After the controversy surrounding 90 per cent reservation for Delhi residents in government-funded colleges in the capital, Education Minister Manish Sisodia and Delhi University have locked horns on the constitution of governing bodies in colleges and selection of teachers.
While DU has claimed that it has the required number of members to hold governing body meetings, Sisodia has red-flagged the move as governing bodies at present do not include nominees of the AAP government.
“I had asked the DU Vice-Chancellor to send me his list of probable nominees for the selection committee. They wrote back, saying they have the required quorum to hold meetings. I already have a list of 250 names to nominate to governing bodies. These are qualified people whom we want for the job,’’ Sisodia said.
DU said governing bodies could meet if one-third of the members were present. The governing body of each college has 15 members. A senior DU official said, “Of the 15, the government nominates five members. Five more are selected by the government from a list given by the V-C. The college principal, two representatives from DU and two from the college make up the remaining five. The university ordinance states that one third members of the governing body shall form the quorum.”
Irked by this, Sisodia questioned why the government should continue funding these colleges in such a scenario. “If government participation is not needed in this process, why should we provide them funds?’’ Sisodia said.
There are 12 colleges in DU, which are fully funded by the Delhi government, while 16 others are partially funded by it.
The AAP government had taken out advertisements last month, asking people in the education field to send their applications for the job as they wanted to “replace political members of the previous government with people who are qualified”.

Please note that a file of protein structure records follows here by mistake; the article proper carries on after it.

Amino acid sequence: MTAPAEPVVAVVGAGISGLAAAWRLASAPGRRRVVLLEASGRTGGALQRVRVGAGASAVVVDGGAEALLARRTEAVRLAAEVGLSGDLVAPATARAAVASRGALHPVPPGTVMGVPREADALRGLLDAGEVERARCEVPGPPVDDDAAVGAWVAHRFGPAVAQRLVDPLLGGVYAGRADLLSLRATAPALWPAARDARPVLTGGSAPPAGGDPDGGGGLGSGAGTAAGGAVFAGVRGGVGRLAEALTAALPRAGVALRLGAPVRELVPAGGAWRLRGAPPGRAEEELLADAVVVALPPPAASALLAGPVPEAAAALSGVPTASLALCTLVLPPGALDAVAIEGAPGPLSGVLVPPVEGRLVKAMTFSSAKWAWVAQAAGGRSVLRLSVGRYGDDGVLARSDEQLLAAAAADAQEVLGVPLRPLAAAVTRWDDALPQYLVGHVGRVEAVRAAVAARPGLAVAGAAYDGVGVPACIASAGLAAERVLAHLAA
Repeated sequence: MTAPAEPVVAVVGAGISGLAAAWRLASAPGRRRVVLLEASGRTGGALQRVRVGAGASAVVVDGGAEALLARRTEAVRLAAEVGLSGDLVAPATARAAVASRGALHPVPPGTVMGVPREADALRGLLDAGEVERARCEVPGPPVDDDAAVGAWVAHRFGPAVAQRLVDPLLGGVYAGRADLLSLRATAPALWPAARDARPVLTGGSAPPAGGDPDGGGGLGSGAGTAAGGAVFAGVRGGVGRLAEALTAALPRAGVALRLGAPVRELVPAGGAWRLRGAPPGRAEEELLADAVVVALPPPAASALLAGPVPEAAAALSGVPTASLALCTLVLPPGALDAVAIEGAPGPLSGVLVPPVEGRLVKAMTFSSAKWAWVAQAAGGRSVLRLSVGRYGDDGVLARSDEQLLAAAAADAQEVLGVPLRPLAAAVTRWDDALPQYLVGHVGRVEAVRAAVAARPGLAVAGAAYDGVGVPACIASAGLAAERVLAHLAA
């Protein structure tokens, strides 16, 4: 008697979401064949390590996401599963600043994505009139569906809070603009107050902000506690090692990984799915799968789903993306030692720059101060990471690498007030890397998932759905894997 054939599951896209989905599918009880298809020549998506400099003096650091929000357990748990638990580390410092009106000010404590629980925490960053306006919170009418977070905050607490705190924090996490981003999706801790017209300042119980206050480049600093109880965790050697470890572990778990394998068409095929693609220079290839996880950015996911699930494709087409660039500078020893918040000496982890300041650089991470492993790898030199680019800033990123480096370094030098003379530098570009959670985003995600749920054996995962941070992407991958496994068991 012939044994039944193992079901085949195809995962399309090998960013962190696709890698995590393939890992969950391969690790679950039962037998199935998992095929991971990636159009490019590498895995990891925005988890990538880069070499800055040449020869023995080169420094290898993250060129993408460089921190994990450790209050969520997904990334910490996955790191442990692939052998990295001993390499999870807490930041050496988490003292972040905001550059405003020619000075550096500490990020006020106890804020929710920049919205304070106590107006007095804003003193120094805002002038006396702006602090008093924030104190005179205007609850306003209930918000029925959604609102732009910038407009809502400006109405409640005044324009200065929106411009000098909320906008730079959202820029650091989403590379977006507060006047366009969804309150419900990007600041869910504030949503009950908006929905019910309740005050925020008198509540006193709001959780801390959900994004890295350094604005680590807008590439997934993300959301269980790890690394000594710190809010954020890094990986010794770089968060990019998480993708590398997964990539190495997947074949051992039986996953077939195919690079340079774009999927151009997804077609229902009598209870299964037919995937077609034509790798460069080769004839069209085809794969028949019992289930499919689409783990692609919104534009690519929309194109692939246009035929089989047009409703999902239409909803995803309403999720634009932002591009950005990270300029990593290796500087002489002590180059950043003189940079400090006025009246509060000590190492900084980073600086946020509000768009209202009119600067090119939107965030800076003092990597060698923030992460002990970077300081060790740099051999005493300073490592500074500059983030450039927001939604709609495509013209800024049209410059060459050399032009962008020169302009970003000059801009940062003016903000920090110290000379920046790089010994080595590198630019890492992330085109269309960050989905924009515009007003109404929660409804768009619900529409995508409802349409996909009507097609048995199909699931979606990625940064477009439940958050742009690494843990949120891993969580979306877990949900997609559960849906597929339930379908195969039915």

Appointment of teachers in DU takes place on the recommendations of a selection committee constituted by college governing bodies.
According to a section of Ordinance XVIII, the selection committee for appointment of teachers shall be constituted on the following lines — chairperson of the governing body or her nominee, college principal, two nominees of the Vice-Chancellor (one of them should be a subject expert), two subject experts not associated with the college, but nominated by the governing body chairperson and a senior teacher. The quorum of the meeting should be five, of which at least two must be subject experts, the ordinance says.
Teachers at DU also came down heavily on Sisodia’s letter to the university administration, alleging that the AAP government was engaging in “arm-twisting tactics” to get a hold in the university.
“This letter is a repeated attack on the autonomy of the university. More than 4,000 teachers are waiting for their permanent interviews and the process has already been initiated. This is in the last leg of fixing the dates for various subjects. Withholding the interviews will further delay the appointment process,” Rajesh Jha, who teaches political science at Rajdhani College, said.
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